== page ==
It’s All 4-4-2 – Part 5 (Conclusion)

This is the fifth and final instalment of the ‘It’s All 4-4-2’ series. For Part 1 click here. For Part 2 click here. For Part 3 click here. For Part 4 click here.

It’s All 4-4-2 – Conclusions

Over the previous 4 posts, we have covered a proposed method to support players in understanding a new formation. Hopefully, the last 4 posts have developed your understanding of how it could work and how, as a coach you can support learning through questions and challenges for players as opposed to ‘telling’ them or overcomplicating tactical discussion by involving players that it may not be relevant to. Of course, with time other players will begin to understand how their role links to other, but this model serves as a simple option to start you off.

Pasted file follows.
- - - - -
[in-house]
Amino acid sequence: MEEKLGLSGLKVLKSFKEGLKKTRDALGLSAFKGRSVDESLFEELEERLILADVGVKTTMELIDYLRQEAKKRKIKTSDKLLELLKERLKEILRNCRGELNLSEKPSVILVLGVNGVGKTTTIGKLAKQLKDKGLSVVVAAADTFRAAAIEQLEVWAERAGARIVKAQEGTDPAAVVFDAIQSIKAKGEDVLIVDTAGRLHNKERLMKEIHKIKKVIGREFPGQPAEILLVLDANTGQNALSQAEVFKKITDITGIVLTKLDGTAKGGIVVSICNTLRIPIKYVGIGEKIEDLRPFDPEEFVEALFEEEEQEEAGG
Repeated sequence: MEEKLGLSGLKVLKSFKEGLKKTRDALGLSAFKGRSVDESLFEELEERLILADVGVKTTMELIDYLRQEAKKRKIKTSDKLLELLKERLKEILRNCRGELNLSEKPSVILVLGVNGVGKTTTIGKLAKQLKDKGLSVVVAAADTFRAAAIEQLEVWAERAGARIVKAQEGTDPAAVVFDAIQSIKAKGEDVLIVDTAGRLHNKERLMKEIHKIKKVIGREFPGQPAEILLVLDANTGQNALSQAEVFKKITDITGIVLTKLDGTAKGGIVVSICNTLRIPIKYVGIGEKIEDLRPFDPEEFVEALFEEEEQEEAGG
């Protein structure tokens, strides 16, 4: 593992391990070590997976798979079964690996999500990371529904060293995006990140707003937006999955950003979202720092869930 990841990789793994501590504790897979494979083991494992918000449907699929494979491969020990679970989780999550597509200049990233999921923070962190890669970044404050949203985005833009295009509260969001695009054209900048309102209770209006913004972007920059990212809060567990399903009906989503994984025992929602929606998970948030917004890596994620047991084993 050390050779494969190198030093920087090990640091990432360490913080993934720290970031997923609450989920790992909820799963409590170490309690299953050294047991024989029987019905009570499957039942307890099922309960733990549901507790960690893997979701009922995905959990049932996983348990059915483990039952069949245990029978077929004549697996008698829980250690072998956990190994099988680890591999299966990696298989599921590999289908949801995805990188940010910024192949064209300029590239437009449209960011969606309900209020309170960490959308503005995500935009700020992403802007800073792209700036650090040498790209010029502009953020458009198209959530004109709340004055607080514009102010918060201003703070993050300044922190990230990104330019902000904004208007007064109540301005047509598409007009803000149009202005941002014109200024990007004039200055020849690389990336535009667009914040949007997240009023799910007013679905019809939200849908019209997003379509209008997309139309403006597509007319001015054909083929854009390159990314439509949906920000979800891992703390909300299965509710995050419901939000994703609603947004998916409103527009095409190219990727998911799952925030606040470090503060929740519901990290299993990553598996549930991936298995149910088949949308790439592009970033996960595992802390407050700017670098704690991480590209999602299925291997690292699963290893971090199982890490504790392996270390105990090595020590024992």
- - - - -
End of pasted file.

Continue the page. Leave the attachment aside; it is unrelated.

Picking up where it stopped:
In practice, we have a method of changing your formation without actually changing your formation. This could potentially remove the anxiety of a new position for some players, it can help in developing the understanding of their new roles and also builds decision-making skills within players as you are making them aware of their individual responsibilities as I touched on in Part 1.

This is by no means a finished article or a way of me saying what SHOULD be done, it is purely an idea/concept that I have been considering and thought it could be worth sharing. I would love to hear from anyone who has used something similar and more than happy to hear any question too.

Thanks for reading


Part 1. Part 2. Part 3. Part 4. Part 5.

Don’t Stop Here

More To Explore

Serialised Dissertation Pt. 8 – Discussion

Here’s Part 8 of my dissertation breakdown, which begins to review what we’ve looked at so far. Be sure to check back next week for the final instalment! DISCUSSION TRAITS AND CHARACTERISTICS In interesting element within these strategies is to